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Crimea with a bridge and repressions

President Vladimir Putin was driving one of the lorries that officially tested the so-called Crimean bridge on May 15th. The construction connects the annexed Crimea with continental Russia. The event took place three days before the tragic anniversary of the Crimean Tatars – on May 18th, 1944 more than 180,000 Tatars were deported from the peninsula on the order of Joseph Stalin. Since 2014 nearly 25,000 Tatars have left the Crimea.

The Crimean bridge, or to be more specific, its road part, was officially opened on May 15th. It is a great PR success for Russia, it is thus of little surprise that Vladimir Putin himself took part in the ceremony. He had already played various roles in this propaganda around Crimea during his reign – this time he drove one of the lorries which officially crossed the bridge for the first time. The construction opened six months ahead of schedule, although it should be stressed that it was only the road part and that only cars and buses are allowed to use it for the time being. The bridge will be made available to all means of transport by December.

The hurry was connected with the incoming tourist season. The opening of the bridge gave an opportunity to send a message to the Russians who will no longer need to use ferries in order to get to the peninsula.

According to the construction schedule, the railway part of the bridge will be completed in December 2019. It will be 19 km long, 11.5 km will go through land, including the Tuzla island and 7.5 km will go by the sea. The bridge is one of the most expensive constructions of this type in the world. So far it has cost about 4 billion dollars and the total bill may increase by further 25%.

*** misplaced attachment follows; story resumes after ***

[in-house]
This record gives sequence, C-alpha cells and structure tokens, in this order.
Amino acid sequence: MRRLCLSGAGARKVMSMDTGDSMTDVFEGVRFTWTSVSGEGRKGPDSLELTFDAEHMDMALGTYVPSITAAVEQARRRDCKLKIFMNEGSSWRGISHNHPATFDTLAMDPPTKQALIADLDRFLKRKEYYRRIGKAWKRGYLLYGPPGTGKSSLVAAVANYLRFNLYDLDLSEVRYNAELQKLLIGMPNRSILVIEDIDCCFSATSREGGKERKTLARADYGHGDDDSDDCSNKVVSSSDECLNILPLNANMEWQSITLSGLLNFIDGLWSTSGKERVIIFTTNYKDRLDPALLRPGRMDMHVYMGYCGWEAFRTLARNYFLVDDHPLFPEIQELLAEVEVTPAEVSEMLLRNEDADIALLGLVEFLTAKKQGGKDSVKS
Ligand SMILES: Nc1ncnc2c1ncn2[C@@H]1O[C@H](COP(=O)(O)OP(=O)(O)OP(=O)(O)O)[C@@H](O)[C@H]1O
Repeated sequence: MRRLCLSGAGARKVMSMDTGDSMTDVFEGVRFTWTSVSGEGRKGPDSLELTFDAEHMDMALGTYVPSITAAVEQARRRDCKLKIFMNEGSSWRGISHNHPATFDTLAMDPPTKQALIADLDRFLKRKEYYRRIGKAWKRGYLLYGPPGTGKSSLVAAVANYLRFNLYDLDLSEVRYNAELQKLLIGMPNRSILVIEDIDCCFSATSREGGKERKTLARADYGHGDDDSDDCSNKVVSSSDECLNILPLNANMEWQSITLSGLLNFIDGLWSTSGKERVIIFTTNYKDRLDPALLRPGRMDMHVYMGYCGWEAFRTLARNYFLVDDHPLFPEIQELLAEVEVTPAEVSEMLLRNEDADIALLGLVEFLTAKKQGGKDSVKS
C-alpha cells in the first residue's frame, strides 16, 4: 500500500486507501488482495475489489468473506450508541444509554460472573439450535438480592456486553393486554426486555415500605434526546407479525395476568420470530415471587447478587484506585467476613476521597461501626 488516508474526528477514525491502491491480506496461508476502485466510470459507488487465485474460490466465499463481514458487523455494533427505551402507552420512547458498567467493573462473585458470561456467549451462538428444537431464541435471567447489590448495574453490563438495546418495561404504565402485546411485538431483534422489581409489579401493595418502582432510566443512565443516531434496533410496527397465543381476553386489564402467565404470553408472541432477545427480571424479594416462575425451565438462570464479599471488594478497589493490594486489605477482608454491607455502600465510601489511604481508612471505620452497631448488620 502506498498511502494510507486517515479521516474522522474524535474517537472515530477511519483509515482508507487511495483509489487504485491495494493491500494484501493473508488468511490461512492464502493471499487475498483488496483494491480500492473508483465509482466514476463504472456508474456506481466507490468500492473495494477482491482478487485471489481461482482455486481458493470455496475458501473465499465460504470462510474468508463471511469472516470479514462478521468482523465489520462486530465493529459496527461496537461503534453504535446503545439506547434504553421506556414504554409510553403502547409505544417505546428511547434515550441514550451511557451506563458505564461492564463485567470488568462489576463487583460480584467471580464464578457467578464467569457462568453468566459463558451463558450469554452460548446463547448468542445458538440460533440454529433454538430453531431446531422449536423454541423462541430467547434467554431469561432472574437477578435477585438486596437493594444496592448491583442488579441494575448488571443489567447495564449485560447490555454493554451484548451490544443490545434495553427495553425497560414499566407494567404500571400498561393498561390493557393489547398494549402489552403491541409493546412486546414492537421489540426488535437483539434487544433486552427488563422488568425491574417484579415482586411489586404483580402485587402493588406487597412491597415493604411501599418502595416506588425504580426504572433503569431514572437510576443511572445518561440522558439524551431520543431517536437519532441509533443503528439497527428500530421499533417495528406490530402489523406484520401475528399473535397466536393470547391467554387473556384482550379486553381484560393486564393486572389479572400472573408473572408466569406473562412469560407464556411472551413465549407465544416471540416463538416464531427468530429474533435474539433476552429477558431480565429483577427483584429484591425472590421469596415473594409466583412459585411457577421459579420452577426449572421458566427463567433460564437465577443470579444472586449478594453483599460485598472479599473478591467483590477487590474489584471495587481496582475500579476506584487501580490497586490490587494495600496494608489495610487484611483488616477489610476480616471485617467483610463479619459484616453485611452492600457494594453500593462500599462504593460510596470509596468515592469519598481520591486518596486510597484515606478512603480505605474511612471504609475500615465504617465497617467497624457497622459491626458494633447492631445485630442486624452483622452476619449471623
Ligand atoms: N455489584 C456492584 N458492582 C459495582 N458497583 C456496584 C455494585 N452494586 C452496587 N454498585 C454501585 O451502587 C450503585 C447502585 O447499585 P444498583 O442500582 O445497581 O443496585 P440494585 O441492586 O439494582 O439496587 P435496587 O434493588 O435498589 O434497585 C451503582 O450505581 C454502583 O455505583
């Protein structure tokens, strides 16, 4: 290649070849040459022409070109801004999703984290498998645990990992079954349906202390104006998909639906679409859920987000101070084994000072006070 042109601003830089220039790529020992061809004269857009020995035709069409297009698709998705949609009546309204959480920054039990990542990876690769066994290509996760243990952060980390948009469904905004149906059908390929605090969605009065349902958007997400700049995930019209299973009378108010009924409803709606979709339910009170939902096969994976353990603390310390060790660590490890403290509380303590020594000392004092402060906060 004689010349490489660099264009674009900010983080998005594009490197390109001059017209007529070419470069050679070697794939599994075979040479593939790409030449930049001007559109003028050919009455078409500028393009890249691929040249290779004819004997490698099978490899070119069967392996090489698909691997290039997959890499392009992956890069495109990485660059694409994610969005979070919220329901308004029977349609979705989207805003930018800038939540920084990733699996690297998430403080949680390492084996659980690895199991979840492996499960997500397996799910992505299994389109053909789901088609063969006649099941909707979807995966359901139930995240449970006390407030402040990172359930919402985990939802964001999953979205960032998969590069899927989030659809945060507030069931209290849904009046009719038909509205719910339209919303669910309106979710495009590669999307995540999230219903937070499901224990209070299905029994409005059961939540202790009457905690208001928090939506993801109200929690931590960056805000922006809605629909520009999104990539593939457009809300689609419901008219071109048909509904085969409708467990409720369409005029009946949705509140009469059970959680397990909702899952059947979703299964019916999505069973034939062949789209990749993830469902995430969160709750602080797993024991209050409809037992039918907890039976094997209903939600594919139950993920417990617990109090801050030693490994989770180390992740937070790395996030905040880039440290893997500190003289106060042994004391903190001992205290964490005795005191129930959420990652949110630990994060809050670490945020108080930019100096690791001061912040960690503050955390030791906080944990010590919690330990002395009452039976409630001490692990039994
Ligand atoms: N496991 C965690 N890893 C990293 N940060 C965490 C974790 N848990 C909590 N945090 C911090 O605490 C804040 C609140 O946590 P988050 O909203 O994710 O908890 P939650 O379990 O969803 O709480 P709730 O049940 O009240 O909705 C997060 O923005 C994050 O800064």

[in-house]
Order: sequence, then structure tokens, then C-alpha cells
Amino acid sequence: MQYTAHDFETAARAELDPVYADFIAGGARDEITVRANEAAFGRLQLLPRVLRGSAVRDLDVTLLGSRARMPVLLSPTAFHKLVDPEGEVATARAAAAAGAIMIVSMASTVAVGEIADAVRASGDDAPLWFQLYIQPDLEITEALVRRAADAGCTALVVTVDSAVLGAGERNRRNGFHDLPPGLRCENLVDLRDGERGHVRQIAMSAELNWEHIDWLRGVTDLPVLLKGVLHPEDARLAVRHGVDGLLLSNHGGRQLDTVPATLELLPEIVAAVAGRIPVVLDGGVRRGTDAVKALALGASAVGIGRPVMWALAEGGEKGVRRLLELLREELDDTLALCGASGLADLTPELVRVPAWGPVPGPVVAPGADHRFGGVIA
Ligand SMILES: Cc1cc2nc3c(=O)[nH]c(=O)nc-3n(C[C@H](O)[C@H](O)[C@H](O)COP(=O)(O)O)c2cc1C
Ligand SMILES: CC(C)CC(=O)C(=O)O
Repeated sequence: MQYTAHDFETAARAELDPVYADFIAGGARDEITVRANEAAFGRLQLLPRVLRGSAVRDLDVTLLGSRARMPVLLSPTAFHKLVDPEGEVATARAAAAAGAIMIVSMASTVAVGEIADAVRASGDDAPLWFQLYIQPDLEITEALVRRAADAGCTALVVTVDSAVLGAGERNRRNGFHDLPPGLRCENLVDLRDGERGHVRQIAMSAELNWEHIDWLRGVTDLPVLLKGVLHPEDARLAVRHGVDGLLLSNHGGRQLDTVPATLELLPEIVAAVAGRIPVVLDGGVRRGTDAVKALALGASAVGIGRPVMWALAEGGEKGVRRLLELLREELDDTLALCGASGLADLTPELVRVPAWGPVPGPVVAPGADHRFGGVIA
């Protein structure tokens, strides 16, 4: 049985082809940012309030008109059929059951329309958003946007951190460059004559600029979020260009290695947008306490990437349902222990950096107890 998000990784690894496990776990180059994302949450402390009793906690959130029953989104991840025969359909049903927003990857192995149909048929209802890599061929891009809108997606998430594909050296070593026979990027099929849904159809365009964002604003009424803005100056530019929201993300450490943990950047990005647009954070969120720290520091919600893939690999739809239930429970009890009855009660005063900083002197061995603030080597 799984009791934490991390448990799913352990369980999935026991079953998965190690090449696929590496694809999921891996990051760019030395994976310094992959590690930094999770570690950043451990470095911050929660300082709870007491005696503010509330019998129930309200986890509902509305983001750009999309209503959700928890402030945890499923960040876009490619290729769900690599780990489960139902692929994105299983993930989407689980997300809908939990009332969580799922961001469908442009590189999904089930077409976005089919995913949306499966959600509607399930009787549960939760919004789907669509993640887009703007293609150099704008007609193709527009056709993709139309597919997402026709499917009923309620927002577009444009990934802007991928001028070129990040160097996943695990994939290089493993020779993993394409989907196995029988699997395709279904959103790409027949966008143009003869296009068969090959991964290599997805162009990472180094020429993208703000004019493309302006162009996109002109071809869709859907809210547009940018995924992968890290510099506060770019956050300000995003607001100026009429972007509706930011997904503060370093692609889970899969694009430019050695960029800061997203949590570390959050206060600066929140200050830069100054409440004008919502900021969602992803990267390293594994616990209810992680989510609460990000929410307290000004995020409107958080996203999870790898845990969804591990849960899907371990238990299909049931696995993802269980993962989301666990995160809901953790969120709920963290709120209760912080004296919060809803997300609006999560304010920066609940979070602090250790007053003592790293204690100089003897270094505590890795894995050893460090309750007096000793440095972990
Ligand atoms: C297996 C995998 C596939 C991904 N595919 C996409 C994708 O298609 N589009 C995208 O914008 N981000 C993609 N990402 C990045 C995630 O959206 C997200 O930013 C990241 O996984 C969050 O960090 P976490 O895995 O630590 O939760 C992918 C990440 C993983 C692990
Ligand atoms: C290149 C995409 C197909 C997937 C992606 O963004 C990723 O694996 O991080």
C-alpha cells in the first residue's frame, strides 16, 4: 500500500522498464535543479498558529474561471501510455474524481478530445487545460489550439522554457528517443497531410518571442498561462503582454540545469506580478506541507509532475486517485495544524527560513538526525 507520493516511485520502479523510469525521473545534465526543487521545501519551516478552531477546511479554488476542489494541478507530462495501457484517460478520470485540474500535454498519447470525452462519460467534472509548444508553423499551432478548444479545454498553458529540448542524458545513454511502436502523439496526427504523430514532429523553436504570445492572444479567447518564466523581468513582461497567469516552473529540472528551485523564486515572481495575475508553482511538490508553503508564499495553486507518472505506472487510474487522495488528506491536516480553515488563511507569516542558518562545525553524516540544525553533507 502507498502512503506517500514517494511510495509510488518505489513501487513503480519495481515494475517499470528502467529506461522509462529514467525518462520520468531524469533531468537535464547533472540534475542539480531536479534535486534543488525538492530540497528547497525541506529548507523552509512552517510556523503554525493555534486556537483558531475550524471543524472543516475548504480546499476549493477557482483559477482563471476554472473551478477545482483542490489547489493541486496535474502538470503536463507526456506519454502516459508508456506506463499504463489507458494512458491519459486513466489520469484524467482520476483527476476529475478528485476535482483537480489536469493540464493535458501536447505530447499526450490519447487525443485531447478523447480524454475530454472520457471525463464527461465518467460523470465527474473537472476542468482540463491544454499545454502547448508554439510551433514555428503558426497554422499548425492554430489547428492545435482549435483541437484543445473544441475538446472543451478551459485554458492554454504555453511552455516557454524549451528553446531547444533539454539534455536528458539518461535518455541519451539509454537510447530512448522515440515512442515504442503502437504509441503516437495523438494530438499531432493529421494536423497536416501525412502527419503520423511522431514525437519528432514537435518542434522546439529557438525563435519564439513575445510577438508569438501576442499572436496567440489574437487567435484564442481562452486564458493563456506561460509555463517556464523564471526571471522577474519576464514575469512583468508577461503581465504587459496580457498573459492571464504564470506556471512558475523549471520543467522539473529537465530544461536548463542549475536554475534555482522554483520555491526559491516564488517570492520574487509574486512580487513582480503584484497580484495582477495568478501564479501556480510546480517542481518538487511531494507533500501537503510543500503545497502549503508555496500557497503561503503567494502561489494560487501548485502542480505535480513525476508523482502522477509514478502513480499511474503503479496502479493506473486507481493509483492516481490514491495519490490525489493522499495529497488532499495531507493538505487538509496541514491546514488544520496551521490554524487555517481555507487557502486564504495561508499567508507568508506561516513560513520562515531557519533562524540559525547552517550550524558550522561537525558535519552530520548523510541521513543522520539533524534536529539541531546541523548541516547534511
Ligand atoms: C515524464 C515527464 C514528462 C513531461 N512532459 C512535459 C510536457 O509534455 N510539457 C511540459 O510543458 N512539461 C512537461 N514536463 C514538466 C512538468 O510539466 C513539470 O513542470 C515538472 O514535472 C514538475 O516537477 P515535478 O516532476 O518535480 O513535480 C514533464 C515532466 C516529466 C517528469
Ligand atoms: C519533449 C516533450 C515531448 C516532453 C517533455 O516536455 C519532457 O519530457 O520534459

In the Russian media it was often said that the bridge was built by the whole Russia. President Putin has demonstrated that the Russian authorities meet their obligations. However, less was said about the fact that the construction cost froze some other infrastructural investments in the country.

Bridge against the international law

The bridge project was approved a few months after the annexation of Crimea by Russia in March 2014.

From the outset, the Ukrainian public opinion expressed doubts about the construction of the bridge by Russia. This position was reinforced by the statements of Ukrainian experts, politicians and representatives of the government. Specialists claimed that there are geological difficulties that cause soil instability and that ice masses could threaten the construction in winter.

When the construction of the bridge was advanced, the Ukrainian authorities started to speak out about the fact that the bridge was closing the way to Ukrainian ports on the Azov Sea. On May 15th, the Ukrainian Ministry of Foreign Affairs protested over the opening of the bridge on the grounds of international law.

“The construction of the bridge and any action taken by the occupiers cannot, under any circumstances, change the status of the Autonomous Republic of Crimea and of the city of Sevastopol, which remain an integral part of the Ukrainian territory within its internationally recognised borders. The Russian Federation as a state and the occupying power, bears full responsibility for the consequences of its illegal activities on the international arena and will be forced to pay for the damage caused,” the Ukrainian Ministry of Foreign Affairs wrote in a statement.

The European Union has criticised the construction of the bridge, pointing out that Russia has once again violated Ukraine’s sovereignty and territorial integrity. Similar statements were made by, among others, Great Britain and Poland.

In the shadow of the bridge

The Russian media, which reported in detail on the progress made in the construction of the bridge, usually do not mention the restrictions and persecutions faced by some of the residents of the peninsula.